[My first blog post for CCR 733]
Digital humanities, and a good portion of academia at large, is a bit like RoboCop in RoboCop 3. For those unfamiliar with the brilliantly corny 90s flick, the plot is essentially this: large, militarized corporation is trying to evict people for an international business deal. To get RoboCop on their side, the company tries to tune down his human elements and make him more susceptible to programmed orders. Of course, this doesn’t work, and RoboCop gets involved with the rebels, later joined by police and blue collar Detroit citizens, to fight the corporate army.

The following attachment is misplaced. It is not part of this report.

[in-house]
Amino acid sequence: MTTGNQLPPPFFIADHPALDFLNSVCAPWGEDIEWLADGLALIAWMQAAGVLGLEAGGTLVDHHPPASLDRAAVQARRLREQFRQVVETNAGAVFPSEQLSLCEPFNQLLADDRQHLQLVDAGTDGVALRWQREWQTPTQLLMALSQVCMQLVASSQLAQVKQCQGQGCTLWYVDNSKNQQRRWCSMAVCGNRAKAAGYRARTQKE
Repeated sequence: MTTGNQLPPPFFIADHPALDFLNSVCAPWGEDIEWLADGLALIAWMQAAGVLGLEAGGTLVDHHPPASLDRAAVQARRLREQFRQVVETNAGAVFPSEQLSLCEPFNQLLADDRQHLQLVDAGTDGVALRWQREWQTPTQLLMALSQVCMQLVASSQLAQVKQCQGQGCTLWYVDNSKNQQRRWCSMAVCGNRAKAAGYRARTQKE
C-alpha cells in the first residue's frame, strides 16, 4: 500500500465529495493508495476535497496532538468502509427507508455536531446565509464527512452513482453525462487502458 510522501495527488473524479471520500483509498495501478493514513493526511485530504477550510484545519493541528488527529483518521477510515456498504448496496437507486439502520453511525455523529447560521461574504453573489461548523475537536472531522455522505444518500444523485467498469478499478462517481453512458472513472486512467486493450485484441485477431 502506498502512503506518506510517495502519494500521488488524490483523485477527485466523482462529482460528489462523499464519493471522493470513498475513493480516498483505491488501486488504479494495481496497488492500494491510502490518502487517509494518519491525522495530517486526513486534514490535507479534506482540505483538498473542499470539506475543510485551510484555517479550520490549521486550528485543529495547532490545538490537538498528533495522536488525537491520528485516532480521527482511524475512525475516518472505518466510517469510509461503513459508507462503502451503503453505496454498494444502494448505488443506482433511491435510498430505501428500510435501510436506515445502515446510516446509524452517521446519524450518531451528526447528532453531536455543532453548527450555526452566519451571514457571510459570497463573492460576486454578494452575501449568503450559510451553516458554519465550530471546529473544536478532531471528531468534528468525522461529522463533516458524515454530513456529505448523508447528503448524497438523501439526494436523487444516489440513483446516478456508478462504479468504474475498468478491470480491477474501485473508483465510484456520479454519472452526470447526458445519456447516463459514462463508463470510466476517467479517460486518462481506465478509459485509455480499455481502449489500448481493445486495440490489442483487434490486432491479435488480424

“Humanity,” in the movie, seems at odds with programming. Or more particularly, humanity lets RoboCop morally settle his conflicting programming when law enforcement is no longer on the side of the people. RoboCop, unlike the fully robotic assassin he fights in the film, is human. And through that humanity, he can behave with compassion, violating immoral orders.
I think a similar fear is lurking in academia, especially in the humanities, that emotions and all the human elements that speak to our “human condition” are getting vacuumed out by technology and neoliberal policy.